Arch Dalrymple III Department of History

University of Mississippi
  • Ownby on steps
    Ted Ownby, director of the Center for the Study of Southern Culture and professor of history and Southern Studies, reads outside of Barnard Observatory.
    chuck ross speaks 2
    Dr. Charles Ross, professor of history and director of the African American Studies program, speaks at The Mississippi Outreach to Scholastic Talent (MOST) Mentoring Program conference.
    bishop
    Named for Professor David H. Bishop upon its completion in 1969, Bishop Hall is home of the Arch Dalrymple III Department of History.
    slide2
    New faculty books from Mikaëla M. Adams, Darren E. Grem, Frances Courtney Kneupper, Charles K. Ross, Douglass Sullivan-González, and Anne Twitty in 2016.
    adams2
    Assistant Professor Mikaëla M. Adams researches Native American history. Her first book, Who Belongs? Race Resources, and Tribal Citizenship in the Native South, was published by Oxford University Press in 2016.
    Dr. Salau
    Mohammed Bashir Salau, associate professor of history, discusses decolonization with students.
    Dalrymple sign
    In 2015 the department of history was named after Arch Dalrymple III, a Mississippi businessman and UM alum with a passion for history.
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    Faculty members (from left) Anne Twitty, April Holm, Jarod Roll, and Zachary Kagan Guthrie at commencement.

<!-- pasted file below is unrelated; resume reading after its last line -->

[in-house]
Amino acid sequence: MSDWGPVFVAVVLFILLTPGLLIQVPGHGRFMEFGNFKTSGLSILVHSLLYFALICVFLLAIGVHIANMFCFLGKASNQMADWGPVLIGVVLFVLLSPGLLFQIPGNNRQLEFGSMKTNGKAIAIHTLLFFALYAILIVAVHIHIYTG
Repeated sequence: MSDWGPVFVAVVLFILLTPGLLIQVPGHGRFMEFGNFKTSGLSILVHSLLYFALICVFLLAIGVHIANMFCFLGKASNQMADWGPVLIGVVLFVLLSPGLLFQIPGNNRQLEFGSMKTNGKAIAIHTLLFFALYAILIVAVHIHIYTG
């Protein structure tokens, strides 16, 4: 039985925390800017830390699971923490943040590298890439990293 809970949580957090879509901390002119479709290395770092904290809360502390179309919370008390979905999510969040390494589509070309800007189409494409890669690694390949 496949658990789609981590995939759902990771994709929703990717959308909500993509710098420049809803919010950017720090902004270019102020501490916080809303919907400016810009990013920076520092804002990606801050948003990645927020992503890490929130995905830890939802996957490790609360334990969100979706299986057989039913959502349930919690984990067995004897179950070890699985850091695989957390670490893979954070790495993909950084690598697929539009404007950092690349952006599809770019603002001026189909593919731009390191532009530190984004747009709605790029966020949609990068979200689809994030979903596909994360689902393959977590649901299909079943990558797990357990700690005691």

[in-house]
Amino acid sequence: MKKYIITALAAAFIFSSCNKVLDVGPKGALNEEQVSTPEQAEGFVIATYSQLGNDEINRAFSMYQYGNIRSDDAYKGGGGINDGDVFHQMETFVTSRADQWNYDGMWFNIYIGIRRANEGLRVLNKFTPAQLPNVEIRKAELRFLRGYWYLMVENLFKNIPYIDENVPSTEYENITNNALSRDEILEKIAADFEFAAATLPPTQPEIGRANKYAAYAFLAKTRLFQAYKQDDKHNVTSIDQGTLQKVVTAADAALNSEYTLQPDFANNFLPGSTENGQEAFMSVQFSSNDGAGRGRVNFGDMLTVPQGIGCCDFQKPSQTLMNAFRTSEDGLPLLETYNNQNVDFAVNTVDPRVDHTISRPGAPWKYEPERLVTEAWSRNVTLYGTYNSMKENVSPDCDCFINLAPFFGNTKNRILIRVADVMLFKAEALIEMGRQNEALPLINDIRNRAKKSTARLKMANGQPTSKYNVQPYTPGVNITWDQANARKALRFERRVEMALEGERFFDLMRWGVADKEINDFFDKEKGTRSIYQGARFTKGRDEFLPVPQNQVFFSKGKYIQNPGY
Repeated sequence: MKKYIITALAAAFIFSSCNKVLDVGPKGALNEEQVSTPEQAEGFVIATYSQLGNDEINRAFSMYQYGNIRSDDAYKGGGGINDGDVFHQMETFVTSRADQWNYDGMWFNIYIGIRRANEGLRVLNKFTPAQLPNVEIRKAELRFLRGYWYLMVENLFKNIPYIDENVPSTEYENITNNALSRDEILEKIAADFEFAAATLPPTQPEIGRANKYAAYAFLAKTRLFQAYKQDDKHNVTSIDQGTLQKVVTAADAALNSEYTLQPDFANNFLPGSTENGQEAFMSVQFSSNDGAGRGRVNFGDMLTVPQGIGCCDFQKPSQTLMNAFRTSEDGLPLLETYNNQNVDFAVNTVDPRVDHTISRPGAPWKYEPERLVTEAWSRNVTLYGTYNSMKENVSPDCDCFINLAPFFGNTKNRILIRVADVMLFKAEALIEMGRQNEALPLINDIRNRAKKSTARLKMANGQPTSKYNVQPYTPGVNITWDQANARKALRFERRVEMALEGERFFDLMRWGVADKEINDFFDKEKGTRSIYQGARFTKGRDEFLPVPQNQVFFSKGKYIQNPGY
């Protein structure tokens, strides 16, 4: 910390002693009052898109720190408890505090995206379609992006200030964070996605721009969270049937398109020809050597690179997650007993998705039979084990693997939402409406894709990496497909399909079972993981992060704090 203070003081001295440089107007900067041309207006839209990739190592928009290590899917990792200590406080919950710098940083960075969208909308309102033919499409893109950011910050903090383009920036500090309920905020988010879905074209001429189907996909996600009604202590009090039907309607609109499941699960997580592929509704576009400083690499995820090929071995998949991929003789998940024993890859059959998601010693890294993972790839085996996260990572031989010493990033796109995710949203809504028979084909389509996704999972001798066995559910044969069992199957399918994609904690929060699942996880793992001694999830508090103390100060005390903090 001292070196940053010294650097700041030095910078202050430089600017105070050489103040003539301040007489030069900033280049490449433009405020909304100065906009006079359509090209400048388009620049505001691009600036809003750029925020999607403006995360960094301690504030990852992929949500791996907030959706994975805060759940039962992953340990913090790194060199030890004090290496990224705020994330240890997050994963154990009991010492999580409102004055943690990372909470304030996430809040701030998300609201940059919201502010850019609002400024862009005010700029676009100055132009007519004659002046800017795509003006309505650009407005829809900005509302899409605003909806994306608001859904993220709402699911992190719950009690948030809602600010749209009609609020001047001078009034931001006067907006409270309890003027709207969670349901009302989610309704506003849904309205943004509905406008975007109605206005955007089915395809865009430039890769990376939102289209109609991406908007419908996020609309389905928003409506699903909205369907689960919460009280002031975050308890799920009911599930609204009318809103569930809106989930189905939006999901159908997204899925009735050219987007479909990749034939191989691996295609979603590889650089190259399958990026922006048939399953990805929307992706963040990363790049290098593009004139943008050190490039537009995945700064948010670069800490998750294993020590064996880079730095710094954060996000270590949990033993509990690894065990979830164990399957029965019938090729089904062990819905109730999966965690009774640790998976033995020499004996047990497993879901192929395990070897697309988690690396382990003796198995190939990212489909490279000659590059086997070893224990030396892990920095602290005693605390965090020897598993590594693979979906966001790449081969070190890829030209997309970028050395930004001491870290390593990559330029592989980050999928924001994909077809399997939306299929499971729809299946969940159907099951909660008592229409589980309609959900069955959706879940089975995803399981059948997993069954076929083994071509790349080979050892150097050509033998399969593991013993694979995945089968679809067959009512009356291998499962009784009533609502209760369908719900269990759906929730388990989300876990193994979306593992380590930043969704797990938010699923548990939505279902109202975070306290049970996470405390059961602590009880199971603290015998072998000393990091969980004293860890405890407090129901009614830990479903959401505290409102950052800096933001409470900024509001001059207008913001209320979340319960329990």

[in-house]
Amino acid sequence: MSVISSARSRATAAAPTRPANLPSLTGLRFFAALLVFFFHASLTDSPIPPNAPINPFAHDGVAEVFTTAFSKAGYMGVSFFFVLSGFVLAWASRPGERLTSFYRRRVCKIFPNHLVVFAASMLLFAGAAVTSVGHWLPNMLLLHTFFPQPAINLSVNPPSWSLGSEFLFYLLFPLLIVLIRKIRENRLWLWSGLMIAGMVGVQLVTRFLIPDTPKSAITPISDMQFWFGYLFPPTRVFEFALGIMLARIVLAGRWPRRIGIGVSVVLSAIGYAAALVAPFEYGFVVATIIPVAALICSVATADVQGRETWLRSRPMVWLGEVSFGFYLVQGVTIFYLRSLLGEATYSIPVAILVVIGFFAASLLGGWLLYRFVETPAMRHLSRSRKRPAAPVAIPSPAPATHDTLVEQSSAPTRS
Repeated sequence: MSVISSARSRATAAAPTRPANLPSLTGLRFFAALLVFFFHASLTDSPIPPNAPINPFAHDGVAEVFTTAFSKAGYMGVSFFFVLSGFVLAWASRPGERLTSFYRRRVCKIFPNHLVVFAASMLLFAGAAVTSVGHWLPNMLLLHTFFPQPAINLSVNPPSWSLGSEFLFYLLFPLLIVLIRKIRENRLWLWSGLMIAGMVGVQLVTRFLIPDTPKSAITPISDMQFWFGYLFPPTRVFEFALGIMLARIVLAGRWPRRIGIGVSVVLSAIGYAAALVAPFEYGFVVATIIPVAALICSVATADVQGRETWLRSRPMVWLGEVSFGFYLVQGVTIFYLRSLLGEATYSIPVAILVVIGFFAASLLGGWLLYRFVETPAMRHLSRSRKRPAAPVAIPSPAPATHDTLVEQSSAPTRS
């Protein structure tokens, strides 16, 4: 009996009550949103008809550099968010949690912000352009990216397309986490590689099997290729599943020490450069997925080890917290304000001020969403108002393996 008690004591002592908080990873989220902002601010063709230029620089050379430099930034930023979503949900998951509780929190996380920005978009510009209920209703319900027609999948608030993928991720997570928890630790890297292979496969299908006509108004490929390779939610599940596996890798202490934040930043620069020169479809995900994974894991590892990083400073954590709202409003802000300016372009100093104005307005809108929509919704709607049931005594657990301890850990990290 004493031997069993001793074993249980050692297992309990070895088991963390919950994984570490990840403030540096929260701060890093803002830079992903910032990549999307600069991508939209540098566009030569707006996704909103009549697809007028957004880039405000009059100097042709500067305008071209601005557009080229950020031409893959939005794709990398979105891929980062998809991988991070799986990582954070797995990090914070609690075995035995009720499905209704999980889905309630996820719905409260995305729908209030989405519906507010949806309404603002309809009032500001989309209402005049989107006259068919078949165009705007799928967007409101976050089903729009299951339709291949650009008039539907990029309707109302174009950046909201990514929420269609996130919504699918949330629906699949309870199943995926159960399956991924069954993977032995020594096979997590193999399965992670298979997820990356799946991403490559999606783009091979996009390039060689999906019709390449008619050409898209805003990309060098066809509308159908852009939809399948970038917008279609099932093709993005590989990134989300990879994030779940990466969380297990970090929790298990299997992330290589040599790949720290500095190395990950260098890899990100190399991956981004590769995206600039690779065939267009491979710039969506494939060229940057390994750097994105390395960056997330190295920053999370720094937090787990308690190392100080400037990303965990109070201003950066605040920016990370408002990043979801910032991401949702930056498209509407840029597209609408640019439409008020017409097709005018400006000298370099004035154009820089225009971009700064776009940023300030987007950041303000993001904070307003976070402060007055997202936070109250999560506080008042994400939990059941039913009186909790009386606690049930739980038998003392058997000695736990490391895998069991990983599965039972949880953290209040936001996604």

faculty-books-2014-2015
    New faculty books from Lester Field, Jr., Joshua First, Vivian Ibrahim, Nicolas Trépanier, and Noell Wilson in 2014 and 2015.
    Douglass Sullivan-González2
    Douglass Sullivan-González, professor of history and Dean of the Sally McDonnell Barksdale Honors College, researches 19th-century Latin America.
    holm
    Assistant Professor April Holm's book A Kingdom Divided: Evangelicals, Loyalty, and Sectionalism in the Civil War Era will be published by Louisiana State University Press in 2017.
    neff
    John Neff, associate professor of history, directs the Center for Civil War Research. He is the author of Honoring the Civil War Dead: Commemoration and the Problem of Reconciliation.
    payne
    Professor Elizabeth Payne (left), professor of history, who researches American progressivism, women, and religion, with Macey Ferrell, who is featured in Payne's documentary film "Makin' Do."
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